Published on Saturday, August 16, 2003 by the Globe & Mail/Canada
The Matrix of Our Troubles
Build a brittle grid, and sooner or later it will seize up. That's as true of computers or air traffic as it is of energy. It's time for a systemic redesign
by Sarah Wolfe and Thomas Homer-Dixon
Tens of thousands of people were walking toward us.
On Thursday evening at 6 p.m., we were standing on Yonge Street, Toronto's central artery, looking south toward the city center. As far as we could see, the sidewalks were filled with people walking north. The power had failed, the subway trains had shuddered to a halt, and people were walking out of the city to try to get home.
We talked to a few of them. Some were frustrated and annoyed, but none seemed angry. Some seemed to find the whole thing a novelty -- an intriguing interruption of the routine of a hot summer afternoon. Others pitched in by directing traffic or by guiding pedestrians across chaotic streets.
But everyone seemed puzzled and at least a bit disconcerted. What had happened? Was it terrorism? How long would it last? And how am I going to get home?
The blackout on Thursday was a sharp reminder of how electricity has insinuated its way into every corner of our lives. When the power goes down, air conditioners and elevators won't work -- but that's obvious. On Thursday, we were reminded that traffic signals, portable phones, automatic tellers, debit-card machines, electronic hotel-room doors, electric garage doors, and almost all our clocks won't work either. And the most disconcerting disruption was the loss of the constant flow of information we've become hooked on.
Television, e-mail, and -- worst of all -- the Web all failed. We couldn't tell what was happening. Darkness fell in mid-afternoon. People phoned B.C. or California to find out what was going on in the East -- our acquaintances there at least had TV. Other people clustered around cars that boomed out all-news radio.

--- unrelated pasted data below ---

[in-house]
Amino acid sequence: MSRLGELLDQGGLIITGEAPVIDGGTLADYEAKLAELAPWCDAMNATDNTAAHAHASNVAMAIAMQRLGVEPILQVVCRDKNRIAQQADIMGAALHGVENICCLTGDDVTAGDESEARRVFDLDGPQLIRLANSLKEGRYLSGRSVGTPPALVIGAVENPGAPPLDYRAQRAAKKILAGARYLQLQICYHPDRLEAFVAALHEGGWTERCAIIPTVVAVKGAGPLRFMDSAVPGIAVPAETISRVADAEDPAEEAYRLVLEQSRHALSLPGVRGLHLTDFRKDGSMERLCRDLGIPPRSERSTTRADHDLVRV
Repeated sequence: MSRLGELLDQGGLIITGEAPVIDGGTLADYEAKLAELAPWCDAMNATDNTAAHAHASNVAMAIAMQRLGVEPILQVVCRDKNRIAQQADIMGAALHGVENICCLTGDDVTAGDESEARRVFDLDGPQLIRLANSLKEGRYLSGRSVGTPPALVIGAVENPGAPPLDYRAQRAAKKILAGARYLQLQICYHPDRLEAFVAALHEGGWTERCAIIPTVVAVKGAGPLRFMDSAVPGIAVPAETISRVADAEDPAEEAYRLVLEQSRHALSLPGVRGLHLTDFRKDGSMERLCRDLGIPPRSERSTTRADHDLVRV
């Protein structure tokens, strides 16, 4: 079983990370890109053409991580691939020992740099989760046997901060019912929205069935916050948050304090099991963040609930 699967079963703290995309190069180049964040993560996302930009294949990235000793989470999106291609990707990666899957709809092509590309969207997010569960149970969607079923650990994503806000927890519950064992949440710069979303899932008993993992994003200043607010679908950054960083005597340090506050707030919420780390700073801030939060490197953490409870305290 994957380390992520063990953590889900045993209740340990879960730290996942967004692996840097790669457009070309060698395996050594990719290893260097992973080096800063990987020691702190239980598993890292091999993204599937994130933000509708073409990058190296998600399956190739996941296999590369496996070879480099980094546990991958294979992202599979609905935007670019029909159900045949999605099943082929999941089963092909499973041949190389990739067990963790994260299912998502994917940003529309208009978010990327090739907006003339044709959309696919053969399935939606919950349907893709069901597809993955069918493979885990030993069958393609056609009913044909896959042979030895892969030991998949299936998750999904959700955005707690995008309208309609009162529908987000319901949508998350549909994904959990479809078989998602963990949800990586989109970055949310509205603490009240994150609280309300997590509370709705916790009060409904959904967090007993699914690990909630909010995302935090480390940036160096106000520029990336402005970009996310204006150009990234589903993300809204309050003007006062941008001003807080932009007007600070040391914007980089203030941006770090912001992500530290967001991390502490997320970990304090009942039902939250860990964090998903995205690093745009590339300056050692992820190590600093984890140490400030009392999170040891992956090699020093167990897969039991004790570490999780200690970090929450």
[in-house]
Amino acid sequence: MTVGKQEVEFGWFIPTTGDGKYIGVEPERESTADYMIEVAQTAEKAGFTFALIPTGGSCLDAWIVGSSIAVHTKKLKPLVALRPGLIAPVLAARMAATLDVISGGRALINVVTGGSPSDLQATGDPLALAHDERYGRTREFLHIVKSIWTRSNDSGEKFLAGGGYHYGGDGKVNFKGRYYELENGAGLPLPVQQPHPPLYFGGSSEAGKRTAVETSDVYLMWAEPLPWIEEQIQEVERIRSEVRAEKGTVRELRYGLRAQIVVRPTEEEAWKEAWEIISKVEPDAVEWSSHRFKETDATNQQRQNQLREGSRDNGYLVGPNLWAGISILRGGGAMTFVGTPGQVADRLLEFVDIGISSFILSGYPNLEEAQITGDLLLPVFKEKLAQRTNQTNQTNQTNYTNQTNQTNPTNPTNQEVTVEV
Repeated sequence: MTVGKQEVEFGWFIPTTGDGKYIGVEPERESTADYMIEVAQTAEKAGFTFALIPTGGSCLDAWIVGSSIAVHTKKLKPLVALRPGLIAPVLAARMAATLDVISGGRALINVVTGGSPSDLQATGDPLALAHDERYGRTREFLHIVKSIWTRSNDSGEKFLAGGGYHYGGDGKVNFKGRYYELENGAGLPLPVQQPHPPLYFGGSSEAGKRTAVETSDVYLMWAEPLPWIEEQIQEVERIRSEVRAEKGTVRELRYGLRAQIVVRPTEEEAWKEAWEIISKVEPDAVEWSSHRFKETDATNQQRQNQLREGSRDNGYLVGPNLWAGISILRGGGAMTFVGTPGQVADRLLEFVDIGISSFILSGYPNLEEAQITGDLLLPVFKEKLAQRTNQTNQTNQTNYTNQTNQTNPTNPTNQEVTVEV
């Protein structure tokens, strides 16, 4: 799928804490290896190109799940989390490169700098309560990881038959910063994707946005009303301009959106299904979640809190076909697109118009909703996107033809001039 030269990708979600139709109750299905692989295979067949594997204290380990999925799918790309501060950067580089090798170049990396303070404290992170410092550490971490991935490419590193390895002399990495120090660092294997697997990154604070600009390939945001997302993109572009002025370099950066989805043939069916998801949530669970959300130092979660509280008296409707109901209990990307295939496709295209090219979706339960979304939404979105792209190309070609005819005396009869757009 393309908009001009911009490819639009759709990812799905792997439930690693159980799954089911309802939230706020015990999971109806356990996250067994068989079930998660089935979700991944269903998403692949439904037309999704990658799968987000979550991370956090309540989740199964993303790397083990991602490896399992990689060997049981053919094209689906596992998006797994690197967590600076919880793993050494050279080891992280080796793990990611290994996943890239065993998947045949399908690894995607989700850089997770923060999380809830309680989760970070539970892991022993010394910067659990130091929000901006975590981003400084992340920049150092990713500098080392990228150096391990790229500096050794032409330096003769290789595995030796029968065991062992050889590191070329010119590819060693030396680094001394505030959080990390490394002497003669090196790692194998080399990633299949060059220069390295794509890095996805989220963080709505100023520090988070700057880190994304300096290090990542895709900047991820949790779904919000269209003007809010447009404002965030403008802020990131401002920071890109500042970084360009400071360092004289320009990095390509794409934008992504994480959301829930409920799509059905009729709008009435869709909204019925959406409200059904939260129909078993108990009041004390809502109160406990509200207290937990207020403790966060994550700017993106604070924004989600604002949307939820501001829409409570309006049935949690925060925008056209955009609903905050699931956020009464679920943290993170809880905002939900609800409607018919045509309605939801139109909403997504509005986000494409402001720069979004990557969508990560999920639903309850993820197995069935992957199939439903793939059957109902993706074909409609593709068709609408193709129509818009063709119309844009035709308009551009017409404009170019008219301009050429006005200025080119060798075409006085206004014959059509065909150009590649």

After more than 24 hours of power failure and extensive, rotating blackouts from Ontario and Michigan to New Jersey, investigators still don't know the cause. Some speculate that the problem originated in northern Ohio and then cascaded across the electrical grid. But the origin of the problem isn't what's most disturbing. What is truly worrisome is that such massive blackouts were anticipated over 20 years ago.
After the 1965 blackout, which left 30 million powerless from Ontario to New Jersey, researchers acknowledged the risk of extensive grid failures. In 1982, two of America's most thoughtful energy experts, Amory and Hunter Lovins, warned that the structure of the North American electrical network made the system fundamentally vulnerable. The fragility or the "brittleness" of the grid -- a combination of its complexity, interconnectedness, and uncertainty -- made it increasingly vulnerable to "sudden, massive failures with catastrophic consequences."
The Lovins's extensive research, reviewed by military, government, academic and industrial experts, and their call for better ways of producing and using energy, remain powerfully relevant today. When we recently asked Amory Lovins if things had improved in the past two decades, he said, "I'm surprised the lights are still on."